While limiting battery charge levels may reduce the likelihood of further fires or explosions in unsafe Note 7s, it's unclear what the side effects of actually applying the OTA will be. Android 6.0 phones like the Note 7 must recompile (or "optimize") installed apps after most software updates — a CPU-intensive process which produces a fair amount of heat. Introducing extra heat to a possibly defective battery could cause its own problems.

Meanwhile Bloomberg has news of a previously unpublished preliminary report to Korean regulators on the cause of the Note 7's battery issues. The report to the Korea Agency for Technology and Standards (KATS) body draws some early conclusions, but says more time is needed to pinpoint exactly what's going on.

Initial conclusions indicate an error in production that placed pressure on plates contained within battery cells. That in turn brought negative and positive poles into contact, triggering excessive heat. Samsung however stressed that it needed to carry out a more thorough analysis to determine "the exact cause" of battery damage.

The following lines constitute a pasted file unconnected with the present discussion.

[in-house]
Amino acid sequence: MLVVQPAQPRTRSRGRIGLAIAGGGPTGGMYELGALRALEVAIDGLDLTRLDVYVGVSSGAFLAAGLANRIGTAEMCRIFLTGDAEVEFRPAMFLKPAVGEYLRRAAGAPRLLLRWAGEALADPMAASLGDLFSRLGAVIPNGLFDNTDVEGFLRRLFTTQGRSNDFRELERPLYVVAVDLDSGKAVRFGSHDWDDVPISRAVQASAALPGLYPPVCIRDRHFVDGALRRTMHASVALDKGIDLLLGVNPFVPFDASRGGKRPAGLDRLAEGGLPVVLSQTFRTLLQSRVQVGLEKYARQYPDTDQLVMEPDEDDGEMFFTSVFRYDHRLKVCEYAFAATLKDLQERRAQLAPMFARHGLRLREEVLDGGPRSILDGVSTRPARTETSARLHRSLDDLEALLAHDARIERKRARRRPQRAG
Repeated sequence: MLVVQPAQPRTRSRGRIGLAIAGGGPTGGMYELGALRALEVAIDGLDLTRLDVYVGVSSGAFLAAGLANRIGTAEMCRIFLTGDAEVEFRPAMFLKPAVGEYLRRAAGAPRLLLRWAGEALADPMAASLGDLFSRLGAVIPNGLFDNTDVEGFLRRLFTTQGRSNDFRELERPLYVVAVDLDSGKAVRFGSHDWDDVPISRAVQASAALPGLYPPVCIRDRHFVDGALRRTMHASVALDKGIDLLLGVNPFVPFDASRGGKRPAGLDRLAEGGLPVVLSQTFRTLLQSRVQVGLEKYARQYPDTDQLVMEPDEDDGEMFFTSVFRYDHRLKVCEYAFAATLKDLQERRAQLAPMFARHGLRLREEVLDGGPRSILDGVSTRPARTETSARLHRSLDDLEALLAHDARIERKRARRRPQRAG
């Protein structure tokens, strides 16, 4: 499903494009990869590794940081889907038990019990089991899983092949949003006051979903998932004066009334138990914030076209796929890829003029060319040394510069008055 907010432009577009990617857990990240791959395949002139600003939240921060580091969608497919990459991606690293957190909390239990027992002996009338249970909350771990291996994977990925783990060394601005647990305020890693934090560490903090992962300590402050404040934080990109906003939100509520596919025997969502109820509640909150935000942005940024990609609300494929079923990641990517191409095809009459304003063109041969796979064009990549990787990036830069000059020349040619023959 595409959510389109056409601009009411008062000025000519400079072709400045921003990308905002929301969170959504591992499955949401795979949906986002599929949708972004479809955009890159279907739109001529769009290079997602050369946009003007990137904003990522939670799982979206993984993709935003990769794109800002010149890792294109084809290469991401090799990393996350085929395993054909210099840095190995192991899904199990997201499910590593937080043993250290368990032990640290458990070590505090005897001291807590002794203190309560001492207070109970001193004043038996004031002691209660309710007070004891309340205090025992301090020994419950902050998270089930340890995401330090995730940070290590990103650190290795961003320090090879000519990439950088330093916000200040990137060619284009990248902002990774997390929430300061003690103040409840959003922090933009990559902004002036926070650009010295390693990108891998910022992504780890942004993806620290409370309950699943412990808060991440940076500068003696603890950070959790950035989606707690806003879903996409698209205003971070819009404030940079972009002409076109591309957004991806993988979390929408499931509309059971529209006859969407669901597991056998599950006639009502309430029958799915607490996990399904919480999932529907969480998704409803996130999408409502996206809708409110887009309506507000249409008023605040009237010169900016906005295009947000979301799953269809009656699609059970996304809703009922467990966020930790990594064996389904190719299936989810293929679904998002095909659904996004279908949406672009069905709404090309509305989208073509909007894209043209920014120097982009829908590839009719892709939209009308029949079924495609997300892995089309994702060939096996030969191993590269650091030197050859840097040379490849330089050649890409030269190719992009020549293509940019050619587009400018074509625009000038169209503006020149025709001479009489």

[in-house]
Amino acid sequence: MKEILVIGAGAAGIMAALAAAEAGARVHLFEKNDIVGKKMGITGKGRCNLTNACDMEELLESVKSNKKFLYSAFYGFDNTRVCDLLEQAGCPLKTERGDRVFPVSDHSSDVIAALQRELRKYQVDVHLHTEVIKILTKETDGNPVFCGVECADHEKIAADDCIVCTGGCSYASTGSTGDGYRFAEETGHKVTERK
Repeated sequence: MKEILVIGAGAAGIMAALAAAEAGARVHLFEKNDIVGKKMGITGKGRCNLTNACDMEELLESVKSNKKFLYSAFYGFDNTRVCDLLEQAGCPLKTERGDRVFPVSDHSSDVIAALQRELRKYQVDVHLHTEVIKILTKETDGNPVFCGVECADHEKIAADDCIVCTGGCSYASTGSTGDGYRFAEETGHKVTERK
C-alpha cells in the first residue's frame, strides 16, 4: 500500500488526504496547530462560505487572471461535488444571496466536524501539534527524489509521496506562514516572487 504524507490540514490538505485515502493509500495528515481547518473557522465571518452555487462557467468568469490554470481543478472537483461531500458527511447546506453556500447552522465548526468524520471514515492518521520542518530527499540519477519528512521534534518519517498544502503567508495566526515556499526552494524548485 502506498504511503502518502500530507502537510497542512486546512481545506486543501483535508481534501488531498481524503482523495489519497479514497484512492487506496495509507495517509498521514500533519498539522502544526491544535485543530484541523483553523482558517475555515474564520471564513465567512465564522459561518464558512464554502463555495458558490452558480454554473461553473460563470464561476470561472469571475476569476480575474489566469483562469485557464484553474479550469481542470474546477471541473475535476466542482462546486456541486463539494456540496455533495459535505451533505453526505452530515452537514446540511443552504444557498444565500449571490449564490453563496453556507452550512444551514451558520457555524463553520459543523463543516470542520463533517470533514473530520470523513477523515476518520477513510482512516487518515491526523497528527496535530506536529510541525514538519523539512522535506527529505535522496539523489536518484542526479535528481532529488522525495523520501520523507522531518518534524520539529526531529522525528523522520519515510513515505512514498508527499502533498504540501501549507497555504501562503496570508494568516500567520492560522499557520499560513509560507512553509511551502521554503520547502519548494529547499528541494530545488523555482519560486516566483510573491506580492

Samsung has publicly stated that a "battery cell issue" was responsible for incidents of fires and explosions — of which 70 have now been reported in the U.S. alone — however this is the first we're hearing on the specific fault. Bloomberg echoes earlier reports that Samsung SDI, the group's energy and battery company, was responsible for making most of the affected cells.

Update: Reuters now reports that Chinese firm ATL will become the main battery supplier for the Note 7 from now on.

Samsung will soon launch an online tool to let Note 7 owners check if their handset is affected, based on their phone's unique IMEI number. The firm's advice remains that if your Note 7 is affected, you should switch it off and return it under the recall program.

Samsung Galaxy Note 7

Verizon AT&T T-Mobile Sprint